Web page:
FDA revokes emergency authorization of hydroxychloroquine for COVID-19 treatment

FDA revokes emergency authorization of hydroxychloroquine for COVID-19 treatment
Source: Dicardiology

On Monday the United States Food and Drug Administration (FDA) rescinded its emergency authorization of anti-malarial drug hydroxychloroquine, the drug that has been repeatedly endorsed by President Donald Trump as an effective COVID-19 treatment.

“FDA has concluded that, based on this new information and other information discussed in the attached memorandum, it is no longer reasonable to believe that oral formulations of HCQ and CQ may be effective in treating COVID-19, nor is it reasonable to believe that the known and potential benefits of these products outweigh their known and potential risks," FDA Chief Scientist Denise Hinton wrote in a letter to Gary Disbrow, the acting president of the Biomedical Advanced Research and Development Authority (BARDA) on Monday.

On the same day, the FDA also warned against the administration of the drug to patients taking remdesivir, an antiviral drug by Gilead Sciences Inc. that has received authorization for treatment of COVID-19. The statement explained that the combination of the two drugs could reduce the effectiveness of remdesivir.

“The agency is not aware of instances of this reduced activity occurring in the clinical setting but is continuing to evaluate all data related to remdesivir," the FDA said.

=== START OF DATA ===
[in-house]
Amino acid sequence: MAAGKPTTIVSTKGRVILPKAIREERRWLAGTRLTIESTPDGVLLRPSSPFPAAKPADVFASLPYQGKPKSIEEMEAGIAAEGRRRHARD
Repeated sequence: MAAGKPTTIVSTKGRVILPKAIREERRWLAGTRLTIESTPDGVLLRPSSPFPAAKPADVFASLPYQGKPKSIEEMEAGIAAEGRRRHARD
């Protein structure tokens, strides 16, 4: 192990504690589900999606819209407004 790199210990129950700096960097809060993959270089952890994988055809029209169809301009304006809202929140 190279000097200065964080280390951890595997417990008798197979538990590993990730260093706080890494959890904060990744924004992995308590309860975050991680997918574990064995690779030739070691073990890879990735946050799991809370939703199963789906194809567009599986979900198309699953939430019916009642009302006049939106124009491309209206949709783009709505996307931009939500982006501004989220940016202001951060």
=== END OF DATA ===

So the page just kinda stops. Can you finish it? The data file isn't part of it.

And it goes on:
The FDA’s recent decision will not affect clinical trials of hydroxychloroquine.

Hydroxychloroquine first gained attention in February when small and non-peer reviewed reports from China suggested that it could be a potential treatment for COVID-19. Prior to this report, it was the 128th most commonly prescribed medication in the US, with more than five million prescriptions in 2017.

The FDA issued authorization for the drug on March 28 to treat patients hospitalized with COVID-19 and on April 13, Trump announced that 29 million doses of the drug had been deployed by his administration.

However, on April 24, the FDA warned doctors against prescribing the drug to patients outside of clinical trials, citing reports of “serious heart rhythm problems” in patients who had taken the drug.

Despite the FDA’s warnings, Trump continued to promote the drug and in mid-May, claimed that he had been taking hydroxychloroquine as a preventive measure after two of his aides had fallen ill with the virus.

The FDA’s announcement also comes amid recent studies that have shown hydroxychloroquine to be ineffective in treating COVID-19.

A study conducted in the United Kingdom early this month found no evidence of the drug’s ability to treat COVID-19 patients. Another trial conducted by the University of Minnesota also concluded that the drug did not prevent healthy individuals from contracting the virus after coming in contact with a COVID-19 positive patient.

Hydroxychloroquine will continue to be prescribed to patients for malaria, lupus and rheumatoid arthritis – illnesses for which the drug has approval.

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